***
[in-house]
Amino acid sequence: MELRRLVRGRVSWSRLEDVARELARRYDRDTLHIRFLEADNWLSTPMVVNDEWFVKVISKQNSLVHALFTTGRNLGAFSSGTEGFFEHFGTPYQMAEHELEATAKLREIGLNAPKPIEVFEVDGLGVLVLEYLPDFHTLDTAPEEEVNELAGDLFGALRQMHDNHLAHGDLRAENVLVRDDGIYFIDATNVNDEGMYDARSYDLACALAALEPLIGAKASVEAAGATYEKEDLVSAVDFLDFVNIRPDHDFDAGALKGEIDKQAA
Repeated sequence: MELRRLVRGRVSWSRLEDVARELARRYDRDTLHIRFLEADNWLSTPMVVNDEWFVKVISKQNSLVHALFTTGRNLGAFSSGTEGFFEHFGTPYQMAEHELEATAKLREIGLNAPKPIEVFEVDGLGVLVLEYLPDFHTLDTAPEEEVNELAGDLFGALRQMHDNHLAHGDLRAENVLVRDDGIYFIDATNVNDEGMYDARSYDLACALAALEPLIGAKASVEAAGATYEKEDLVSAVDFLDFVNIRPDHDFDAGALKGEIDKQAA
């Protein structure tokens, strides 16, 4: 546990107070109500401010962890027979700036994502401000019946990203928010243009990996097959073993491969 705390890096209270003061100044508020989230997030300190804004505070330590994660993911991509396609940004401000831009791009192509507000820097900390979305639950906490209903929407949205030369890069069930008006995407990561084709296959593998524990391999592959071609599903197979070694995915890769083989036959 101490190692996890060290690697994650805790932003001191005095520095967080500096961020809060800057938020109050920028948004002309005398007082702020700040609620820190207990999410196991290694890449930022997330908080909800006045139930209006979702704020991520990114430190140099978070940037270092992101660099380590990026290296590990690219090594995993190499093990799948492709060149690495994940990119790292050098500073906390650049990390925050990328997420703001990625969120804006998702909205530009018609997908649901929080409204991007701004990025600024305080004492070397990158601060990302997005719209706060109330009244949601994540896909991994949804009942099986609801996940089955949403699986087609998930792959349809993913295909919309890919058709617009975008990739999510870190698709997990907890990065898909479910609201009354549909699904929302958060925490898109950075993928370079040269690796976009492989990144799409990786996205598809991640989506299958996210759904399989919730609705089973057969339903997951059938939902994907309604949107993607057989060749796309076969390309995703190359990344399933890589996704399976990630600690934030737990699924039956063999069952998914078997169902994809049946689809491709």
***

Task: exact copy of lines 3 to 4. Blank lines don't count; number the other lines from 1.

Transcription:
Repeated sequence: MELRRLVRGRVSWSRLEDVARELARRYDRDTLHIRFLEADNWLSTPMVVNDEWFVKVISKQNSLVHALFTTGRNLGAFSSGTEGFFEHFGTPYQMAEHELEATAKLREIGLNAPKPIEVFEVDGLGVLVLEYLPDFHTLDTAPEEEVNELAGDLFGALRQMHDNHLAHGDLRAENVLVRDDGIYFIDATNVNDEGMYDARSYDLACALAALEPLIGAKASVEAAGATYEKEDLVSAVDFLDFVNIRPDHDFDAGALKGEIDKQAA
């Protein structure tokens, strides 16, 4: 546990107070109500401010962890027979700036994502401000019946990203928010243009990996097959073993491969 705390890096209270003061100044508020989230997030300190804004505070330590994660993911991509396609940004401000831009791009192509507000820097900390979305639950906490209903929407949205030369890069069930008006995407990561084709296959593998524990391999592959071609599903197979070694995915890769083989036959 101490190692996890060290690697994650805790932003001191005095520095967080500096961020809060800057938020109050920028948004002309005398007082702020700040609620820190207990999410196991290694890449930022997330908080909800006045139930209006979702704020991520990114430190140099978070940037270092992101660099380590990026290296590990690219090594995993190499093990799948492709060149690495994940990119790292050098500073906390650049990390925050990328997420703001990625969120804006998702909205530009018609997908649901929080409204991007701004990025600024305080004492070397990158601060990302997005719209706060109330009244949601994540896909991994949804009942099986609801996940089955949403699986087609998930792959349809993913295909919309890919058709617009975008990739999510870190698709997990907890990065898909479910609201009354549909699904929302958060925490898109950075993928370079040269690796976009492989990144799409990786996205598809991640989506299958996210759904399989919730609705089973057969339903997951059938939902994907309604949107993607057989060749796309076969390309995703190359990344399933890589996704399976990630600690934030737990699924039956063999069952998914078997169902994809049946689809491709």